Assistant principal Casey Edwards stands during her lunch duty for B lunch on Sept. 6th. She spends A and B lunch watching over the cafeteria and interacting with other staff.
Assistant principal Casey Edwards stands during her lunch duty for B lunch on Sept. 6th. She spends A and B lunch watching over the cafeteria and interacting with other staff.
Lily Andersson

Into the big city school

After working nine years at Lewisville High School Killough campus teaching theater, astronomy, and physics and being part of the administration, assistant principal Casey Edwards left that familiar environment and moved to Hebron this school year.

Edwards said she plans to be part of school administration until she retires, but education was not her first choice. She first went to college and got her degree in theater, but after having a job in casting, she felt she would work better in education.

“When my college mentor kind of nudged me in [this] direction, a lot of light bulbs went off for me,” Edwards said. “When I was in casting, I immediately knew this [wasn’t] right, and then in education, I immediately knew this [was] my spot.”

Growing up, Edwards struggled socioeconomically, causing her to have compassion for students who share a similar background. She said being part of the solution for these students is important to her, which made Hebron a perfect fit.

“I [attended] a school that was kind of homogenous in population, so I felt like an outlier,” Edwards said. “Working at a school that has an awareness that people might be flying under the radar, because those groups are bigger, is exciting to me.”

Her previous school, Lewisville High School Killough, has about half the number of students and administrators compared to Hebron. This results in Edwards overseeing a similar amount of students, but significantly more teachers.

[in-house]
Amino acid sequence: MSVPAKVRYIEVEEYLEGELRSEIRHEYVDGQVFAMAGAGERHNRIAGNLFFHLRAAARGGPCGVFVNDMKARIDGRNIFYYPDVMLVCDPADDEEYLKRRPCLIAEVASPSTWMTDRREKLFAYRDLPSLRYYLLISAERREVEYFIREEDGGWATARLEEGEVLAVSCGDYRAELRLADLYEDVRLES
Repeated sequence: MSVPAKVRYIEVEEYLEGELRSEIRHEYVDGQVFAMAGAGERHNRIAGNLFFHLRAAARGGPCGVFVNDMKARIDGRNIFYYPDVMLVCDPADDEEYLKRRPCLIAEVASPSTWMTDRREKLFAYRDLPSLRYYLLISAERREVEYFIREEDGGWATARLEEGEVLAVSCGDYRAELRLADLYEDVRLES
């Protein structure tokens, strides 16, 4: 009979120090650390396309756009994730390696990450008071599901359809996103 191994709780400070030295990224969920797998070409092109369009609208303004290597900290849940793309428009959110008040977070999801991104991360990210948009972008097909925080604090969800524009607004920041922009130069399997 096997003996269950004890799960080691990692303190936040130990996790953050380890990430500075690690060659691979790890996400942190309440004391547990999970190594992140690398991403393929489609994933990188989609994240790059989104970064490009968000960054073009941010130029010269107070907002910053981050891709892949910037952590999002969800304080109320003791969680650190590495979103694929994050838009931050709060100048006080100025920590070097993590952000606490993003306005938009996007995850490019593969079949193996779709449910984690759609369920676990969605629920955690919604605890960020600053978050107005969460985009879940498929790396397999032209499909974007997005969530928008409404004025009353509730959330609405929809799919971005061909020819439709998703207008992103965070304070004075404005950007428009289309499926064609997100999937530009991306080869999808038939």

“There’s more staff [here,] so I’m having to really make an effort to try and stay connected to all of the adults in the building,” Edwards said. “Sometimes it can have a big city feel and I’m used to that small town vibe.”

Along with overseeing students and faculty, Edwards is in charge of the building’s maintenance. She said that although this allows her to make more connections with teachers, it gives her a busier workday. Principal Amy Boughton said she believes Edwards has been handling the workload well. 

“There’s only so many hours in a day, and you’ve [got to] handle all the different aspects that are coming at you in a day’s time,” Boughton said. “[It] takes a quality person to be able to do that.”

Though the busy schedule of an AP can be difficult at a new school, what Edwards said she enjoys most about Hebron is the diversity in the students and staff. Her strive to bring all students to light no matter their background encourages this.

“Hebron has a beautiful blend of diversity that you can’t really find anywhere else,” Edwards said. “Walking the halls and being able to learn from not just my colleagues but students, parents and families is exciting for me.”

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